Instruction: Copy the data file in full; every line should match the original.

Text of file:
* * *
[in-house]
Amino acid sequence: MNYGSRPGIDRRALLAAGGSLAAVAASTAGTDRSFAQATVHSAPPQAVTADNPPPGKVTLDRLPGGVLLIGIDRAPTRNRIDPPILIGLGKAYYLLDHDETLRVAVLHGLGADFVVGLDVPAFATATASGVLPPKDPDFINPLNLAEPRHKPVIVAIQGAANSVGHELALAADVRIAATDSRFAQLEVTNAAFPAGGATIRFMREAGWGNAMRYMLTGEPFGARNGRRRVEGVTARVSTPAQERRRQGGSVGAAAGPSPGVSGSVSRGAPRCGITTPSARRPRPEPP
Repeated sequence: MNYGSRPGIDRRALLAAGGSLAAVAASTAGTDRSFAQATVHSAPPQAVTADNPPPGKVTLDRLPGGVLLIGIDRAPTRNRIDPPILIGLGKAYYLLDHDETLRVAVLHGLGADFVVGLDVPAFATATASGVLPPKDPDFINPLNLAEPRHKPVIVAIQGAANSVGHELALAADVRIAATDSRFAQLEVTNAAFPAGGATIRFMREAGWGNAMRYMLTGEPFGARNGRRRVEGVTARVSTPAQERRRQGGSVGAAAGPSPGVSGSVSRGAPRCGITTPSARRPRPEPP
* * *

[in-house]
Amino acid sequence: MNYGSRPGIDRRALLAAGGSLAAVAASTAGTDRSFAQATVHSAPPQAVTADNPPPGKVTLDRLPGGVLLIGIDRAPTRNRIDPPILIGLGKAYYLLDHDETLRVAVLHGLGADFVVGLDVPAFATATASGVLPPKDPDFINPLNLAEPRHKPVIVAIQGAANSVGHELALAADVRIAATDSRFAQLEVTNAAFPAGGATIRFMREAGWGNAMRYMLTGEPFGARNGRRRVEGVTARVSTPAQERRRQGGSVGAAAGPSPGVSGSVSRGAPRCGITTPSARRPRPEPP
Repeated sequence: MNYGSRPGIDRRALLAAGGSLAAVAASTAGTDRSFAQATVHSAPPQAVTADNPPPGKVTLDRLPGGVLLIGIDRAPTRNRIDPPILIGLGKAYYLLDHDETLRVAVLHGLGADFVVGLDVPAFATATASGVLPPKDPDFINPLNLAEPRHKPVIVAIQGAANSVGHELALAADVRIAATDSRFAQLEVTNAAFPAGGATIRFMREAGWGNAMRYMLTGEPFGARNGRRRVEGVTARVSTPAQERRRQGGSVGAAAGPSPGVSGSVSRGAPRCGITTPSARRPRPEPP